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Maritime Forum

Map of the Week – Education - Cities and greater cities

The Map of the Week shows the number of students in higher education in the cities in Europe.


The One Ocean Summit took place on 9-11 February in Brest (Brittany, France) in the context of the French Presidency of the Council of the European Union, with the support of the United Nations. The goal of the One Ocean Summit was to raise the collective level of ambition of the international community on marine issues and to translate our shared responsibility to the ocean into tangible commitments.

During the workshop titled “Which Europe of the Seas?” on 10 February, Commissioner for Environment, Oceans and Fisheries Virginijus Sinkevičius focused on three aspects [1]:

  • Europe that protects the ocean – referring to the ongoing negotiations on Biodiversity beyond National Jurisdiction and the importance to safeguard the fragile ecosystems of the poles;
  • Europe that uses the marine resources sustainably – referring to the European Union’s commitment to sustainable fisheries; and
  • A sustainable blue economy and ocean knowledge.

He also mentioned Mission Ocean whose core objective is to scale up solutions to restore the health of marine and aquatic ecosystems and the European Digital Twin Ocean.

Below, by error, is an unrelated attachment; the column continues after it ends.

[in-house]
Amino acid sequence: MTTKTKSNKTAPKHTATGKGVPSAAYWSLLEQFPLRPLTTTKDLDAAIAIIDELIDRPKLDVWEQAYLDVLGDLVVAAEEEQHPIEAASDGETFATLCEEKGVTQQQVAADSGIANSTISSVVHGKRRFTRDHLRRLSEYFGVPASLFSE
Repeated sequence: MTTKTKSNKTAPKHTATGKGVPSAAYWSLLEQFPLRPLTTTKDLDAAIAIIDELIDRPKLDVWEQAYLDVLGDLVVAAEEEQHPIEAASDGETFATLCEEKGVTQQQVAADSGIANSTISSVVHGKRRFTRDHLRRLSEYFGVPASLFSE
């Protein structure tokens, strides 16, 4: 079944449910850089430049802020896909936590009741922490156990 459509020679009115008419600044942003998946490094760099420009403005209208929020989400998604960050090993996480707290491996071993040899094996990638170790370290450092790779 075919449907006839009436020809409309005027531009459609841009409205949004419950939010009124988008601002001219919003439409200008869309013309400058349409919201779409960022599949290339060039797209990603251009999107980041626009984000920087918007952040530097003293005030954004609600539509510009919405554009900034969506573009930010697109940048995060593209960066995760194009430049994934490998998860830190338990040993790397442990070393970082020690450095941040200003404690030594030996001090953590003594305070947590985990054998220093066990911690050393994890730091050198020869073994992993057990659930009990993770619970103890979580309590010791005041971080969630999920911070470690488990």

Earlier in the afternoon, the workshop “Educate to the sea, Ocean for youth” gathered many speakers from across the world who shared their experience in Ocean Literacy. Their contributions showed the wide diversity of activities carried out (e.g.; involvement of volunteers in ocean conservation, development of educational material, art exhibitions, workshops, teachers training, involvement of divers and fishermen in educational activities) as well as the importance of partnerships and the need to scale up Ocean Literacy. In her speech, Commissioner for Innovation, Research, Culture, Education and Youth Mariya Gabriel presented the initiatives undertaken in Europe, including for example the EU4Ocean Coalition which brings together stakeholders, young people and schools and the European Climate Solidarity Corps.[2] The Intergovernmental Oceanographic Commission of UNESCO (IOC) highlighted the Ocean Literacy Portal aimed at sharing the World’s Ocean knowledge and the ‘New blue curriculum: a toolkit for policy-makers’ to support the inclusion of ocean education in the school curricula. [3]

Did you know that there is a map on education in the European Atlas of the Seas? Explore the Map of the Week to learn about the number of students in higher education in European cities. Click on the cities to see how the number of students has evolved over the past years.

Access the map

The data in this map are provided by Eurostat.